Assign responsibility for assessing, monitoring, evaluating, correcting any identified problems with each operation within your organization based on their level of vulnerability. The more narrowly drawn the objectives and scope of responsibility, the easier it becomes to assign responsibility while still meeting your organization’s needs.
Develop a risk management plan and designate a team to implement it. This should include individuals with the required knowledge, skills, and experience to assess and manage risks.
A manager at the top may be tasked with implementing risk-management policies, but there is no single manager that’s solely accountable for it. Indeed, the practice of assigning centralized responsibility within an organization is rare because risk management looks different from all angles depending on an employee’s vantage point, as some responsibilities are assigned out to each department or level of the organization.
c) Implement Policies and Procedures
Implementation occurs with the use of framework tools. These tools ensure that risk management activities are carried out seamlessly without any difficulty.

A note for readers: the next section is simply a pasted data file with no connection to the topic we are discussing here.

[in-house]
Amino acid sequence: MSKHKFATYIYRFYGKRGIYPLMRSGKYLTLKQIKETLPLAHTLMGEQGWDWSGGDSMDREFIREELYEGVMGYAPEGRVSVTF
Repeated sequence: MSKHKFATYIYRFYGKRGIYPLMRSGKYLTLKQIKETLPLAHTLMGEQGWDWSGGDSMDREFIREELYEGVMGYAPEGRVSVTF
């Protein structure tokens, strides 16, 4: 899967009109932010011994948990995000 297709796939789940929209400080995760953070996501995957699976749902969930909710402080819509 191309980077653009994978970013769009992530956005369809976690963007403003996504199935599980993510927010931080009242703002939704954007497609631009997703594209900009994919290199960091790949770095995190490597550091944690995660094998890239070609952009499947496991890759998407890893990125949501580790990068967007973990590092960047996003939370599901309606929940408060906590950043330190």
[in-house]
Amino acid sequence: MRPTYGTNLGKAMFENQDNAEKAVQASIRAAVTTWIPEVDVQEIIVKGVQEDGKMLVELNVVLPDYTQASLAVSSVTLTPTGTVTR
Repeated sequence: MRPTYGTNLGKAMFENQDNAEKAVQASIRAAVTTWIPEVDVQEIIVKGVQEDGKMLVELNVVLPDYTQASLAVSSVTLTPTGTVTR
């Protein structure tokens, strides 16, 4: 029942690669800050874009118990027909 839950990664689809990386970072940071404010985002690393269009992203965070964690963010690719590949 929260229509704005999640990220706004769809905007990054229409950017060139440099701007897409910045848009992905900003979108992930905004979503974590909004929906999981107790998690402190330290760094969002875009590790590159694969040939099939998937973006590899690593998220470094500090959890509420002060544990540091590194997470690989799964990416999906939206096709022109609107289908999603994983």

There are different framework tools that can be used to implement risk procedures and policies like:
– Implementation matrix: measures the organizational impact and benefits of implementing a change. The implementation matrix provides an assessment tool to help identify, prioritize and plan for changes; thereby reducing the associated risks. This tool is particularly useful when planning changes or assigning responsibilities such as selecting compensating controls or preparing an error-proof process flowchart.
– Failure modes and effects analysis (FMEA): looks at all potential failures in a system, its functions, subsystems, etc., from the perspective of how they contribute to the failure of the whole.
–Key risk indicators:- Key risks help provide a framework for identifying and prioritizing the risks that should be managed as part of an enterprise-wide risk management program. Risk indicators, on the other hand, represent the data that serves as a precursor to risk identification.
Key risk indicators can be listed as follows:
- -Claim frequency;
- -Expected loss;
- -Loss ratio;
- -Loss ratio overtime period X (Royalty); and
- -Lodging claim days.
-Risk Control Self Assessment( RCSA):-Risk Control Self Assessment acts as a framework tool for management. They are also known as risk assessment or risk inspection frameworks. A Risk Control Self Assessment typically involves the following five steps: